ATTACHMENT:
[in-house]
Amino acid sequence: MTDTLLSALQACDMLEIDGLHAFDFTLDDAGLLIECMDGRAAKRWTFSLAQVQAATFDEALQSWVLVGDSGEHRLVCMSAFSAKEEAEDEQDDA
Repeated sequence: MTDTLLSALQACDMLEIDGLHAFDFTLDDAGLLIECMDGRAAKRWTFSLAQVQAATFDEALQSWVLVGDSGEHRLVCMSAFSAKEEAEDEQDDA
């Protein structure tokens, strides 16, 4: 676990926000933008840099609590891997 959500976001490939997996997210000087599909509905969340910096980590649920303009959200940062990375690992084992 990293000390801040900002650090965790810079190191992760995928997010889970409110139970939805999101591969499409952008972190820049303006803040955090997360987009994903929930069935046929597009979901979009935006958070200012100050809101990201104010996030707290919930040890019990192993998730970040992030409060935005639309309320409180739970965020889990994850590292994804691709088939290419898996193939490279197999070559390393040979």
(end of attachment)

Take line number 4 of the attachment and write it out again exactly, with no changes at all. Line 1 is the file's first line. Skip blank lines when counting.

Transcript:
């Protein structure tokens, strides 16, 4: 676990926000933008840099609590891997 959500976001490939997996997210000087599909509905969340910096980590649920303009959200940062990375690992084992 990293000390801040900002650090965790810079190191992760995928997010889970409110139970939805999101591969499409952008972190820049303006803040955090997360987009994903929930069935046929597009979901979009935006958070200012100050809101990201104010996030707290919930040890019990192993998730970040992030409060935005639309309320409180739970965020889990994850590292994804691709088939290419898996193939490279197999070559390393040979």